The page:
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Urban Indian Reserves: Forging New Relationships in Saskatchewan

Price: $ 36.50 Back

Edited by: F. Laurie Barron and Joseph Garcea

336 pages, 9 maps and photographs, bibliography, index, paper 6x9, summer 1999
ISBN 1-895830-12-5 / ISBN13 978-1865830-125



Photographs and maps
Foreword by Peter Frood
Preface by F. Laurie Barron and Joseph Garcea
Introduction by F. Laurie Barron and Joseph Garcea
1. The Genesis of Urban Reserves and the Role of Governmental Self-Interest
    F. Laurie Barron and Joseph Garcea
2. Treaty Land Entitlement in Saskatchewan: A Context for the Creation of Urban Reserves in Saskatchewan
    Peggy Martin McGuire
3. Legal and Jurisdictional Issues of Urban Reserves in Saskatchewan
    Kathleen Makela
4. Textual Analysis of First Nation-Municipal Agreements
    David Reed Miller
5. The FSIN and FSIN/SUMA Task Force Reports: Purposes, Processes and Provisions
    Joseph Garcea
6. The Opawakoscikan Reserve in Prince Albert
    The Peter Ballantyne Cree Nation
7. Municipal Perspectives from Prince Albert
    Denton Yeo
8. Creation, Governance, and Management of the McKnight Commercial Centre in Saskatoon
    Lester Lafond
9. Indian Urban Reserves and Community Development: Some Social Issues
    Michael E. Gertler
    F. Laurie Barron and Joseph Garcea
Appendix 1 - 1991 Additions to Reserves Policy
Appendix 2 - Saskatchewan Treaty Land Entitlement Framework Agreement 1992

A new relationship is being forged between First Nations and municipal governments in Saskatchewan. In part this is due to the Treaty Land Entitlement Framework Agreement, under which First Nations have received funds to acquire land in fulfillment of treaty promises. In many instances the land acquired has been in urban areas. This collection of essays examines the creation of four such urban reserves, two of which were created amidst considerable acrimony and two of which were created in political harmony between the local municipality and the First Nations band council. The contributors explain the political tensions and problems that arose; plus the legal, bureaucratic and social hurdles that had to be overcome. They discuss in detail the complex agreements reached between municipalities and First Nations to ensure bylaw and tax compatibility, among other things. Many of the contributors highlight what should and what should not be done when creating an urban reserve.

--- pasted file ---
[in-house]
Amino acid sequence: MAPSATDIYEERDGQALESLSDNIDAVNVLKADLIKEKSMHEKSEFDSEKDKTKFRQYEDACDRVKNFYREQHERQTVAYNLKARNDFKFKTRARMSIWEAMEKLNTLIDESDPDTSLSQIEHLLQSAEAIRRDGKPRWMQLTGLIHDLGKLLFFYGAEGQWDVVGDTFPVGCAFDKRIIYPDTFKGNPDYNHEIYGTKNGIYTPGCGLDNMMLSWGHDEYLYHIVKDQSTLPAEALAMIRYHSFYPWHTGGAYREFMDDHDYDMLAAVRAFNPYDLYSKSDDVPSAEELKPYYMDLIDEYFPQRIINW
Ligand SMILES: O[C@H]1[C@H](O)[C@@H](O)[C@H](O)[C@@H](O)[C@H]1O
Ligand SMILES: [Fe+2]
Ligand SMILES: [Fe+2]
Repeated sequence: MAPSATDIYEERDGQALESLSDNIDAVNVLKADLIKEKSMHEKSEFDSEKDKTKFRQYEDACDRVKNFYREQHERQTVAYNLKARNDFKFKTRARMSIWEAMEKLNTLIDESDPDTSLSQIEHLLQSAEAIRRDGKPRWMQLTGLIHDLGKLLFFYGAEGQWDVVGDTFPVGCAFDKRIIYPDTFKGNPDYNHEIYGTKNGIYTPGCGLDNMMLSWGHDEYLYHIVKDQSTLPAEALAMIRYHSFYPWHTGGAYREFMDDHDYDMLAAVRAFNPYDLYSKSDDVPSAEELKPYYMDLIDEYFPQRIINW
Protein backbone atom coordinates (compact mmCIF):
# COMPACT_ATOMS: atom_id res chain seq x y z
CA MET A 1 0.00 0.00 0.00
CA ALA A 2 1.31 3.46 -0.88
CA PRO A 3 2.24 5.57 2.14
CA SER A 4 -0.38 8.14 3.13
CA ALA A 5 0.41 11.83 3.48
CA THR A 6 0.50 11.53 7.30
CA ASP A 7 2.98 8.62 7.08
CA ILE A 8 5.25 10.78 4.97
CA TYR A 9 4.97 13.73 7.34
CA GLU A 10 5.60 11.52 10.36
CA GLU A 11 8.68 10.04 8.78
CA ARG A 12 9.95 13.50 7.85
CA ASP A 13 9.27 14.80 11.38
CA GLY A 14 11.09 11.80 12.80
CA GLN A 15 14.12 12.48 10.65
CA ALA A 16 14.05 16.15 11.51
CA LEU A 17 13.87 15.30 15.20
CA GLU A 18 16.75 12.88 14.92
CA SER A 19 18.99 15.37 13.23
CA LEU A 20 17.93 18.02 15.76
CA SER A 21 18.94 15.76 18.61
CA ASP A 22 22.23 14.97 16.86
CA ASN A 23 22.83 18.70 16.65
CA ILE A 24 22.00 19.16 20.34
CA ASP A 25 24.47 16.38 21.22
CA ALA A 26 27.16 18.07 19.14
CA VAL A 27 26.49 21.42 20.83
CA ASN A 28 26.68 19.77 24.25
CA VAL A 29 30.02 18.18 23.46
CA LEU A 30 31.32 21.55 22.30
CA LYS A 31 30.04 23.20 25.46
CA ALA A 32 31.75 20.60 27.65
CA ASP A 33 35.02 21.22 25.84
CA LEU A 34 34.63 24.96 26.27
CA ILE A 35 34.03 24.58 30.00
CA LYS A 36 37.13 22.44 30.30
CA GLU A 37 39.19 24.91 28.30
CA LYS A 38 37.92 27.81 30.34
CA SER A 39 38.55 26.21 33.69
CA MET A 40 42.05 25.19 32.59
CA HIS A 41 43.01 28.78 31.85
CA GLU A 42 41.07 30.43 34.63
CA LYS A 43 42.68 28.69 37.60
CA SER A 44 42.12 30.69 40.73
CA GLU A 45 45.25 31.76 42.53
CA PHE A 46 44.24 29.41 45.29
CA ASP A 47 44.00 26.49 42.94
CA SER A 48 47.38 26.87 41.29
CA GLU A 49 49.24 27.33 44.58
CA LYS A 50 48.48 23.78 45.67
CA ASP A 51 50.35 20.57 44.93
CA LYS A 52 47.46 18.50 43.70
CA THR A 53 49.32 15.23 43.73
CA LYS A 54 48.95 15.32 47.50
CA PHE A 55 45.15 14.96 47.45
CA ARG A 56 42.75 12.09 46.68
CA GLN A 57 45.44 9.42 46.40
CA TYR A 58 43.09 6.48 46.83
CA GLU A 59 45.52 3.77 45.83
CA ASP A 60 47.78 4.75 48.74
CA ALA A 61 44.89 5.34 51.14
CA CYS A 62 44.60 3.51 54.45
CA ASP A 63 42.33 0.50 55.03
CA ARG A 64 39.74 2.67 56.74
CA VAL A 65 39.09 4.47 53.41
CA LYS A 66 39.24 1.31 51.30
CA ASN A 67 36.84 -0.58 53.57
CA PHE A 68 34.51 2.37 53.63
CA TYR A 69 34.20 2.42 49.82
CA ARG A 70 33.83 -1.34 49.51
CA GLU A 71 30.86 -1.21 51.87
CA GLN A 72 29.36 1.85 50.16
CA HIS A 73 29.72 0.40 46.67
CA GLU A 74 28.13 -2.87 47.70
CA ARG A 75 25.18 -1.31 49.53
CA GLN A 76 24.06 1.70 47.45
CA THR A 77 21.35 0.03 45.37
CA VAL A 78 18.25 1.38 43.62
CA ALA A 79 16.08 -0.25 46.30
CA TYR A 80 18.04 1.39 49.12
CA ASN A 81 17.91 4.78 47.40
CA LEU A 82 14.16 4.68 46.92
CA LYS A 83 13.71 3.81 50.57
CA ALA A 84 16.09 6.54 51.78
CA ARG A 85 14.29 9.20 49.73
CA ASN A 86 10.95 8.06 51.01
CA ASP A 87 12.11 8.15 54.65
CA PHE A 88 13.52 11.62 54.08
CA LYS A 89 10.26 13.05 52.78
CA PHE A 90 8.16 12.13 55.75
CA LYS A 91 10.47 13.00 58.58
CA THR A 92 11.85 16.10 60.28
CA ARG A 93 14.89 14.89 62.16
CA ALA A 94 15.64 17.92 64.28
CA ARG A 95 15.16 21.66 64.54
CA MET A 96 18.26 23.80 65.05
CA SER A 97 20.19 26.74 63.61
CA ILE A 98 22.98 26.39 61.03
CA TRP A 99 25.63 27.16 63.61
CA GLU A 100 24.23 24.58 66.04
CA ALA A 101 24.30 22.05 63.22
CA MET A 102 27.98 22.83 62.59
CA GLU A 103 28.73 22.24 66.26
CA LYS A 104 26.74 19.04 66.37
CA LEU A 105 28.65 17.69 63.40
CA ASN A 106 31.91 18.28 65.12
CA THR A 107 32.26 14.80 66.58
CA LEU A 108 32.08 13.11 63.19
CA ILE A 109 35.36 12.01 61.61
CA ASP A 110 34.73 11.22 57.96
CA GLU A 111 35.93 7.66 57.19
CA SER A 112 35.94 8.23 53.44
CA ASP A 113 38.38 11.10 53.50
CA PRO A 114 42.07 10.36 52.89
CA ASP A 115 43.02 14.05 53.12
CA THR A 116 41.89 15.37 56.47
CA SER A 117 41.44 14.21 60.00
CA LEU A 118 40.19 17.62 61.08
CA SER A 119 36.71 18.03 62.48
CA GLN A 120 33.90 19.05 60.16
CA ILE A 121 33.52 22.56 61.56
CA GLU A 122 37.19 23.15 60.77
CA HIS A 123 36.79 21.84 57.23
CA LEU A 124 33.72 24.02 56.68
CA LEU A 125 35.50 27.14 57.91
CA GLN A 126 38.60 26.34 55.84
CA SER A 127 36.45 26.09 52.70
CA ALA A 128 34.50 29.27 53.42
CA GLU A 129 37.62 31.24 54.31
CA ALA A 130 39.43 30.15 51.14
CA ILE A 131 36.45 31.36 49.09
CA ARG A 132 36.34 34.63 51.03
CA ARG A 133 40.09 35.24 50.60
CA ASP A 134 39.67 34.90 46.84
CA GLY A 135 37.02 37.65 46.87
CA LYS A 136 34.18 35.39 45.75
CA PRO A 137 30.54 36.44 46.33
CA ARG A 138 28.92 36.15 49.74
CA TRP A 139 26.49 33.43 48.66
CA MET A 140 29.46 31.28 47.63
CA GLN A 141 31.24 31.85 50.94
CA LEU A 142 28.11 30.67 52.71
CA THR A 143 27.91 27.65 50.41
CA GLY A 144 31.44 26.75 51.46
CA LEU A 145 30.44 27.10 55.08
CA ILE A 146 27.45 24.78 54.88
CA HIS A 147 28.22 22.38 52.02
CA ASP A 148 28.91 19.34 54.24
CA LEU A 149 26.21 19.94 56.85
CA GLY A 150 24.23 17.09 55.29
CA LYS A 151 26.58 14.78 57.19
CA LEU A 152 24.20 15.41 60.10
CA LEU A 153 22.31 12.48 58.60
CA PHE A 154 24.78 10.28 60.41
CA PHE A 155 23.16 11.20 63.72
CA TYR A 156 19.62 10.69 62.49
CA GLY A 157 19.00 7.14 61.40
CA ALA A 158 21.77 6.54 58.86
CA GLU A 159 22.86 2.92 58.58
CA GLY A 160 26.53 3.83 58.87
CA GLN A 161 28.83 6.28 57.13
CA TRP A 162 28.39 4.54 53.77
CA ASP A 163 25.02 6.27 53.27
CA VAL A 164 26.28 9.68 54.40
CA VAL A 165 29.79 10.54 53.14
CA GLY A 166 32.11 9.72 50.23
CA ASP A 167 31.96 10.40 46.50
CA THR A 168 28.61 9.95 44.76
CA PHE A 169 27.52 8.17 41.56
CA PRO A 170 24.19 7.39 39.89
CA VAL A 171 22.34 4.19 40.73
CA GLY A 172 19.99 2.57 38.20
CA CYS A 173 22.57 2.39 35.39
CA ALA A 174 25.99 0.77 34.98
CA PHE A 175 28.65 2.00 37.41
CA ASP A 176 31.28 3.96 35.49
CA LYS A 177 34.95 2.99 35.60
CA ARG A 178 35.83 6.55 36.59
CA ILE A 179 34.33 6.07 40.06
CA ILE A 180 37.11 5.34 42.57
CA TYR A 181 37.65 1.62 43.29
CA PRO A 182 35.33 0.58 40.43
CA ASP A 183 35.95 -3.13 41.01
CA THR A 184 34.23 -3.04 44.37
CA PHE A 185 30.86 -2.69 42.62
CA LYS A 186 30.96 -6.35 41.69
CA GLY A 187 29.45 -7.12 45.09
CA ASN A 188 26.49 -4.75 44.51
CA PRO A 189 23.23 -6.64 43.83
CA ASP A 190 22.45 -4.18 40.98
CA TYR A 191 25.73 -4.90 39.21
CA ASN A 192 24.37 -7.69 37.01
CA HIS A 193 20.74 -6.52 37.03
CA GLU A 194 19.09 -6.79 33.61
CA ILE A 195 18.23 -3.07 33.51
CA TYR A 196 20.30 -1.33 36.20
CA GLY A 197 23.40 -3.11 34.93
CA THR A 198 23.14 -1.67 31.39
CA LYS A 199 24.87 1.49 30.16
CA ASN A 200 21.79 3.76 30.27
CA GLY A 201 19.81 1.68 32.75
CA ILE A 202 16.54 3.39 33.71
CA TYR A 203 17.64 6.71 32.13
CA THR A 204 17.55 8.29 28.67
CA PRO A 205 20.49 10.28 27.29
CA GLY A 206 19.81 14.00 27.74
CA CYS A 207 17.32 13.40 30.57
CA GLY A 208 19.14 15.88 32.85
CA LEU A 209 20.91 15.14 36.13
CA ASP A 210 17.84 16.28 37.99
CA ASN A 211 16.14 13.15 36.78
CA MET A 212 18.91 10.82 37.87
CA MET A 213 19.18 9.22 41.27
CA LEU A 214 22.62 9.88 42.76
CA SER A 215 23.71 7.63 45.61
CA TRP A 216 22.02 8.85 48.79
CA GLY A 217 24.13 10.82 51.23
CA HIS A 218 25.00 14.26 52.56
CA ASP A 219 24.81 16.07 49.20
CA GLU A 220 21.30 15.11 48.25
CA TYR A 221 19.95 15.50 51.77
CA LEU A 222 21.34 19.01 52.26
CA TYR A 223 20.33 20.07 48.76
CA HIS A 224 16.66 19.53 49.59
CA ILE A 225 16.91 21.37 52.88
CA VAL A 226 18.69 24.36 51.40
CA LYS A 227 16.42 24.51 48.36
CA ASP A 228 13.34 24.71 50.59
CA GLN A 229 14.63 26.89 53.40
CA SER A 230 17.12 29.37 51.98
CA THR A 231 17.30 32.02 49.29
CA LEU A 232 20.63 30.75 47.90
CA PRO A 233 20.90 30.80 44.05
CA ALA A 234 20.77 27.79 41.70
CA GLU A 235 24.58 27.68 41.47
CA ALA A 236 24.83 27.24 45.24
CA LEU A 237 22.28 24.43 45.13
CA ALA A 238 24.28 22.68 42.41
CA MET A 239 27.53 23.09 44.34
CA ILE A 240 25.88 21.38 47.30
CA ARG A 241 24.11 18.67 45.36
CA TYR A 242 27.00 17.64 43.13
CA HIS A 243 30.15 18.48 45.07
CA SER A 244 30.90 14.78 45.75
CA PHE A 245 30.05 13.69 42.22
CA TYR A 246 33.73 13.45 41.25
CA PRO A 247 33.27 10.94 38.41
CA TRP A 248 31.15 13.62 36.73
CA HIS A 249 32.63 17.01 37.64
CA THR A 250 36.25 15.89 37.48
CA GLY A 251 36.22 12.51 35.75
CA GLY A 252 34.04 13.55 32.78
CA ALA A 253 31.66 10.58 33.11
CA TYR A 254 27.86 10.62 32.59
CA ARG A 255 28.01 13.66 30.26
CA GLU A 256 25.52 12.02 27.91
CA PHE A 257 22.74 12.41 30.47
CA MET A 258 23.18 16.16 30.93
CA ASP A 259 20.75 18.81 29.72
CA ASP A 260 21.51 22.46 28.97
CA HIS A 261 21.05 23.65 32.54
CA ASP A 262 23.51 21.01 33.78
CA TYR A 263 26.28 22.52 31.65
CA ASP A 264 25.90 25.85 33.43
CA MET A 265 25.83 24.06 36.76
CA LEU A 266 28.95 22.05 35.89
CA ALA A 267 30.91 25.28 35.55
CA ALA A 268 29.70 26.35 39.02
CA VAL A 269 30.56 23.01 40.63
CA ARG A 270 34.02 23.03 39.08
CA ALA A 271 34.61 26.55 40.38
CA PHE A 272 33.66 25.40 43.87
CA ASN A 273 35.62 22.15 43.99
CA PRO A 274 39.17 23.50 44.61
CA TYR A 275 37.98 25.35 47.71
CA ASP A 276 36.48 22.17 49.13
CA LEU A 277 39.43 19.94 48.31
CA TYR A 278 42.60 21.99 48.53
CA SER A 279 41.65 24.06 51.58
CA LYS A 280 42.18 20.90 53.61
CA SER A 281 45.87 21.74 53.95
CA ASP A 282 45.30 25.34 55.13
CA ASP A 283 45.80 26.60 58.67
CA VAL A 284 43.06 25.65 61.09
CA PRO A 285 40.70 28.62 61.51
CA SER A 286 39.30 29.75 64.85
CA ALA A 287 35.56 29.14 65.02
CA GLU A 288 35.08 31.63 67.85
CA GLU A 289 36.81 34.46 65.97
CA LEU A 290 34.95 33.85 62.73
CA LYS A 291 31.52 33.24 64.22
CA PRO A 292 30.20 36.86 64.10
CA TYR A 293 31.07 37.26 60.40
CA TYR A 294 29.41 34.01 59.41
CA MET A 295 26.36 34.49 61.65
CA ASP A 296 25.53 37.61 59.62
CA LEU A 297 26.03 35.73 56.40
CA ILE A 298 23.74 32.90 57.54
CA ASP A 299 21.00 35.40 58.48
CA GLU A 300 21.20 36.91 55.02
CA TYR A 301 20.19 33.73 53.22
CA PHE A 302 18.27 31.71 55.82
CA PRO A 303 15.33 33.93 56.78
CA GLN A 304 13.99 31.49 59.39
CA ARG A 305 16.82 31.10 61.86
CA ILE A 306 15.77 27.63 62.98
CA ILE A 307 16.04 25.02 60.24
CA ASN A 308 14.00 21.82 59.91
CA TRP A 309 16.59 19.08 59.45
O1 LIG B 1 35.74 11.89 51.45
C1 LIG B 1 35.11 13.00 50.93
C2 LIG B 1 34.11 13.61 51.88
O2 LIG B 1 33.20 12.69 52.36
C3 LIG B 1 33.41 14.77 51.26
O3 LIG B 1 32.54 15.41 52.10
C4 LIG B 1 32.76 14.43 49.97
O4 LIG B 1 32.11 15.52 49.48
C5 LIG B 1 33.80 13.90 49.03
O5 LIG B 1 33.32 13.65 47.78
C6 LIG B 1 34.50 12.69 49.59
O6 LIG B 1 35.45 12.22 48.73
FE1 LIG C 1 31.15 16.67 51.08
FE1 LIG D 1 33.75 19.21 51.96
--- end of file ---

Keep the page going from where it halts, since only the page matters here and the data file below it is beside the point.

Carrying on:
In this book both First Nations and municipal governments speak of their hopes and expectations in the creation of urban reserves. By taking the lead to craft collaborative local government arrangements, they have been proactive in shaping the future of their respective communities. The discussion will serve as a much needed resource to other communities.

The Saskatchewan urban reserve experience is relevant to land entitlement settlements in other provinces, and to comprehensive and specific claims settlements and other agreements that are expected in the future.

Professor F. Laurie Barron was a founder and past head of the Native Studies Department, University of Saskatchewan. He authored two previous books.

Professor Joseph Garcea teaches local government, public administration, and public policy analysis in the Department of Political Studies, University of Saskatchewan. His special expertise and areas of publication are municipal and intergovernmental relations.

Price: $ 36.50 Back

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